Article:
Monday, February 6, 2012

Why in Winter?

Cold fingers sting back to life, pressed firmly against the vent as warm air, fresh from the engine block, puffs on pink digits. The heat reawakens icy toes, and what was numb is now just painful.

I gobble a sandwich. Greg is lost in his Blackberry. We don't speak.

It's the wind, really. It's not terribly frigid out there, on the other side of the glass. But with a steady gale blowing up from the south and armed with a cleaver's edge, it feels cold. Bone cold.

As the blood begins to run from the heart out into all the little tendrils of capillaries, far into the hinterlands of our bodies, feeling begins to return. It's a crisp burn ... a sharp "remember me?" from the toes and the fingers and the ... other distant places that feel abandoned on frosty days like this.

The winter-brown grass along the river's edge bends stubbornly in the steady wind. Lingering January snow is crisp and crunchy underfoot. But the river is wide open, and, when the wind stops blowing, the hungry noses of rising trout appear in flat water. The midges are popping. Even in this god-awful wind.

Earlier, those noses were enough to make us ignore the wind, even as it poked through thick neoprene and fingerless wool gloves. But with so many naturals on the water, it was tough to get those noses to rise under the carefully tied flies attached to delicate tippet. We caught a few. Missed many more. Finally, we succumbed.

This is why...
Now, sitting in the idling vehicle and rummaging through paper bags for lunch and snacks to restore some of those calories spent trying to keep the body warm while standing shin-deep in the icy flow of the Bear River, it doesn't look that bad out there. As the truck's heat pushes away the chill and warms us throughout, our glances steadily shift from sandwiches and a flask of whiskey to dimpled water, where rises and tail slaps still break through the wind-rippled river.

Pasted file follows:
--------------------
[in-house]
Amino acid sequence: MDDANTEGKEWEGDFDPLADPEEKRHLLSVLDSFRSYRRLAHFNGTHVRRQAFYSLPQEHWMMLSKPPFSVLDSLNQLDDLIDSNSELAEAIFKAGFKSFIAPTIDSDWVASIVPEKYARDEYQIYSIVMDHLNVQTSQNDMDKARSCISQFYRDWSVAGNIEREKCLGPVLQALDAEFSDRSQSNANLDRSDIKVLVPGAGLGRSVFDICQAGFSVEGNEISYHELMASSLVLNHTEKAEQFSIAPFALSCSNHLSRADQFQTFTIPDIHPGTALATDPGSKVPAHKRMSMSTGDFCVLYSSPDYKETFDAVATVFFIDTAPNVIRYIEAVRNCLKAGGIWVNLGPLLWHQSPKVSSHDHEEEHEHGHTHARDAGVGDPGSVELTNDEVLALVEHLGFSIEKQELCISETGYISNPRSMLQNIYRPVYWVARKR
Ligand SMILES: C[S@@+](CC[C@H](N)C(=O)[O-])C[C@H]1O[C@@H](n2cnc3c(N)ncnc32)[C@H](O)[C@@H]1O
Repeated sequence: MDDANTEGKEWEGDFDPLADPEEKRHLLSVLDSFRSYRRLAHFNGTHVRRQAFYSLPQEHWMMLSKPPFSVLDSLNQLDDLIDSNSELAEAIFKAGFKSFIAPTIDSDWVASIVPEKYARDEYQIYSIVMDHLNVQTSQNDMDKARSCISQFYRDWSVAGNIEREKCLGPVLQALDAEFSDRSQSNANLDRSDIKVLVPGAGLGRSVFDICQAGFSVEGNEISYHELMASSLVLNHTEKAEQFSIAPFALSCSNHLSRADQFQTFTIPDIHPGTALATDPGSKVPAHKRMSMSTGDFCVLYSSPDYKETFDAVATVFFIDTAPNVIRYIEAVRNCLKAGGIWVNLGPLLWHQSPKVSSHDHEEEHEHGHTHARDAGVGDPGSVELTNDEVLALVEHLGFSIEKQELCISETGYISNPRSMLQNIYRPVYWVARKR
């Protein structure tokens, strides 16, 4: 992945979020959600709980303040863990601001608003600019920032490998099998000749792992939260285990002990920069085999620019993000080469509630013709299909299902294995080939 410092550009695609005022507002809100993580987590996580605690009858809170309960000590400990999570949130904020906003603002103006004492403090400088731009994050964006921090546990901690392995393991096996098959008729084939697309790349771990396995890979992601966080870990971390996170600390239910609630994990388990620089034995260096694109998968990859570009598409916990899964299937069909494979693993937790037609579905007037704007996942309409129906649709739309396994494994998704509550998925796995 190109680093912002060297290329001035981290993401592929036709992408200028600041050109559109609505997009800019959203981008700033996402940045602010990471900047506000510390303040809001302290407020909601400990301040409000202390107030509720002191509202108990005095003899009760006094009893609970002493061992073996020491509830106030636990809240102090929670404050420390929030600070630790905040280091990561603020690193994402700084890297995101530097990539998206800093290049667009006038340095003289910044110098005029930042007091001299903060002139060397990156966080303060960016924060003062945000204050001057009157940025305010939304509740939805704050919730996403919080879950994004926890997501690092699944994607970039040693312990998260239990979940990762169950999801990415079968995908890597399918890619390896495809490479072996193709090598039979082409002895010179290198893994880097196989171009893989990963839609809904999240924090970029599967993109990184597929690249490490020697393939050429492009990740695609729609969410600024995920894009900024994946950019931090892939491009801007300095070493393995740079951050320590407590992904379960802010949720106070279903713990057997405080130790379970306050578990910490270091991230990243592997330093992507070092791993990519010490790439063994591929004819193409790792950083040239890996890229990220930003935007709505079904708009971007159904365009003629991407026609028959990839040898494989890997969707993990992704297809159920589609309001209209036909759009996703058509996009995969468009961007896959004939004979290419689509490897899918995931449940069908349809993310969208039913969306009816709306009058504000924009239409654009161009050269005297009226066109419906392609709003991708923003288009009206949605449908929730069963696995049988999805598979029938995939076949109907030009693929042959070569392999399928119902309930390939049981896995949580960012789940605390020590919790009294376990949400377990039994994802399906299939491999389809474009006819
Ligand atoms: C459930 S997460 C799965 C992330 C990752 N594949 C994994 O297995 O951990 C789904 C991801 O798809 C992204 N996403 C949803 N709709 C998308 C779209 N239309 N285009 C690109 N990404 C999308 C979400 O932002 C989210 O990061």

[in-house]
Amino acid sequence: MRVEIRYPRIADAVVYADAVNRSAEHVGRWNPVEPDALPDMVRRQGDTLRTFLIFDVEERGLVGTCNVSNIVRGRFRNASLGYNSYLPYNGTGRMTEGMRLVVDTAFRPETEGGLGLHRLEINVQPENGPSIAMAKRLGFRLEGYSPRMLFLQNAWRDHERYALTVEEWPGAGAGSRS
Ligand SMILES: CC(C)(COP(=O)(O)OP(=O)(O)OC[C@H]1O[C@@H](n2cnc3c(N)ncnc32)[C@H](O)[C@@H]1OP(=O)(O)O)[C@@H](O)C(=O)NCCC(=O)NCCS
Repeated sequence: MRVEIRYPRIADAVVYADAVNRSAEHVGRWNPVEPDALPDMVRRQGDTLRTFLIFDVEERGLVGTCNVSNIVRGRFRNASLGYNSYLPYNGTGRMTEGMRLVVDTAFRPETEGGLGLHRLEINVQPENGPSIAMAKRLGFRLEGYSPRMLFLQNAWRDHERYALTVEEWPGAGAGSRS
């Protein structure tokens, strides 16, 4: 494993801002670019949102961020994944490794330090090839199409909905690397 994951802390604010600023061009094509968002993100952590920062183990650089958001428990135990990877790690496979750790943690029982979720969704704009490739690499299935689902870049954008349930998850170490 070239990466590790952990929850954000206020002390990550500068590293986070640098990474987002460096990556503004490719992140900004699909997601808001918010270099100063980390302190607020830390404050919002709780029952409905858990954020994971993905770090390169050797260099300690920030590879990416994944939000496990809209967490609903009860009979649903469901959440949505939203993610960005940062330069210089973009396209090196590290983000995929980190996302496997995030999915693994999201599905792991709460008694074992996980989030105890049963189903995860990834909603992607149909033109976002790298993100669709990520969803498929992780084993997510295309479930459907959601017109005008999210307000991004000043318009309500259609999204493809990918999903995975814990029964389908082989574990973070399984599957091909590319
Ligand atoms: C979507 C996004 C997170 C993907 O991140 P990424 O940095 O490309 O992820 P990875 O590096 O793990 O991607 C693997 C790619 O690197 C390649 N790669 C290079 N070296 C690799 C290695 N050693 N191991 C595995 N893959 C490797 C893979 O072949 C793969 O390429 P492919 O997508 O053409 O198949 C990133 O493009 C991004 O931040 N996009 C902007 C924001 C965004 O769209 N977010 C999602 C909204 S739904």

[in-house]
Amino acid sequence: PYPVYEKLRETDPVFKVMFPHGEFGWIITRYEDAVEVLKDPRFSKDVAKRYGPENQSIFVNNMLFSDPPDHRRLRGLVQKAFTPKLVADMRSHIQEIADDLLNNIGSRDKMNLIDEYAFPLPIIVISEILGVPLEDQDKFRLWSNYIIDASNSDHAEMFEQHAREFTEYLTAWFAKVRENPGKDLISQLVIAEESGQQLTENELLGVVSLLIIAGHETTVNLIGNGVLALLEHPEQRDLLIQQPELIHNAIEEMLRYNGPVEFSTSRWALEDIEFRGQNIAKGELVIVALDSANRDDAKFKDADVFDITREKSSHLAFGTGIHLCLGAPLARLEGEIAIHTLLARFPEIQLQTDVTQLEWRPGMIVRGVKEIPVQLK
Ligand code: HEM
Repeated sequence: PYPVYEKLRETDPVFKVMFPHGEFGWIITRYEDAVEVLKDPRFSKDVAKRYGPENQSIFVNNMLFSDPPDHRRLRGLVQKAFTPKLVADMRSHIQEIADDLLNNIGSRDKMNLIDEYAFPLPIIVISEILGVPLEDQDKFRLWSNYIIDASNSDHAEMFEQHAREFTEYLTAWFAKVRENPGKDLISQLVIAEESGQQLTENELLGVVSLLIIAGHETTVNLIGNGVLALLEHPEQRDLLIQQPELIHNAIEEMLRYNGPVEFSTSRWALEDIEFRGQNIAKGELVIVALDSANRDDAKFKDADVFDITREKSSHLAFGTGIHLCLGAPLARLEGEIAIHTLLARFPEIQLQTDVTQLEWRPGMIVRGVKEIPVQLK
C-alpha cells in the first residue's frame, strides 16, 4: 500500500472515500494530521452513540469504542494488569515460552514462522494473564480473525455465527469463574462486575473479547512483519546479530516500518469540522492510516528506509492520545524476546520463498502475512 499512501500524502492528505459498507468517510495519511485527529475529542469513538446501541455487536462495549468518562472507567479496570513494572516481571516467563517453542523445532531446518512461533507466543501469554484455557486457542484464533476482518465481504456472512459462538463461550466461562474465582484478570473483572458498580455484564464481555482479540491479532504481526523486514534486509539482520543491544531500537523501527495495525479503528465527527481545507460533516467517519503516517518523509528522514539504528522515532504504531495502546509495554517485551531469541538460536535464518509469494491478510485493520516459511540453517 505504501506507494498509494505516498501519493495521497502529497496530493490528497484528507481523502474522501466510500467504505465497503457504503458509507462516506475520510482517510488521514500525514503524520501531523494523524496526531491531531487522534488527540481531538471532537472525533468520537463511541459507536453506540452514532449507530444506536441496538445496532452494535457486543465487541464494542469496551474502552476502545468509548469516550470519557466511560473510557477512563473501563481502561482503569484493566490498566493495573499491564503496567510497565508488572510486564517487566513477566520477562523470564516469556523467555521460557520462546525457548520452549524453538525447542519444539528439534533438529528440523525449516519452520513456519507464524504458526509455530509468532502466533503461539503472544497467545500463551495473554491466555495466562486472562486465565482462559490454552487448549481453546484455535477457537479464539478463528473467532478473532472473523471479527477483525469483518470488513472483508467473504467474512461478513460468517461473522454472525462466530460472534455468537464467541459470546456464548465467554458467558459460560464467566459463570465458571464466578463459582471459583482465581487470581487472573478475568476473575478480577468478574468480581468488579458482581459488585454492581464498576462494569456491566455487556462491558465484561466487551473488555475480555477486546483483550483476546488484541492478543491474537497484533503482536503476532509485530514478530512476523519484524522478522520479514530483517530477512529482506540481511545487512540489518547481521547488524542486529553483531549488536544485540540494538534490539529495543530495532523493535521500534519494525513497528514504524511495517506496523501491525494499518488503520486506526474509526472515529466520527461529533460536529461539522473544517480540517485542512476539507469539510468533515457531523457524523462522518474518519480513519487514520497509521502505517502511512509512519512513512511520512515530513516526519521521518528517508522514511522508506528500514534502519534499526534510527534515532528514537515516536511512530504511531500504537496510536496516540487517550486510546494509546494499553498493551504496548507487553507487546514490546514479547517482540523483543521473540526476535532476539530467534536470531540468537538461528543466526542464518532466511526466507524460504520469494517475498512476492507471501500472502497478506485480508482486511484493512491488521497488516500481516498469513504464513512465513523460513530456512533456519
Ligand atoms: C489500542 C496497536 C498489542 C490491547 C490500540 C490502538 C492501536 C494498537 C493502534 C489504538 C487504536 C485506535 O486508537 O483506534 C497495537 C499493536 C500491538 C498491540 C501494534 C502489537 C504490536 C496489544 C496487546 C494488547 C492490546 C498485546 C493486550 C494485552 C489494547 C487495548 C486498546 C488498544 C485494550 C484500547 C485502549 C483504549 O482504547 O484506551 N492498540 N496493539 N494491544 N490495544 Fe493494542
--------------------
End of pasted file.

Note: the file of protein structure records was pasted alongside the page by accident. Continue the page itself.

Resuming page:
Thoughts of fishing begin to return to our winter-numb brains. A streamer, I think to myself. Time for something big and meaty. I'm done with trying to find my size 20 Griffith's Gnat among the hordes of real midges floating helplessly on the water. I'm done squinting and guessing.

Our eyes are now solely on the river, staring through the glass of the windshield. An occasional grunt escapes our lips as sizable noses or massive dorsals break the river's surface. Our doors open simultaneously, and the wind reminds us why we left the river in the first place. We pull our hats low. Tighten our gloves. Zip up our jackets. Fly rods in hand, we start toward the water.

Yep. Time for a streamer. Time to go fishing. Again.


  1. Wind like a cleaver...I know it well. Good stuff as always.

  2. Only a fly fisher would understand.

  3. Indeed... it's a sickness, really.

  4. Fishing in the snow tomorrow morning. Hopefully the wind stays in bed.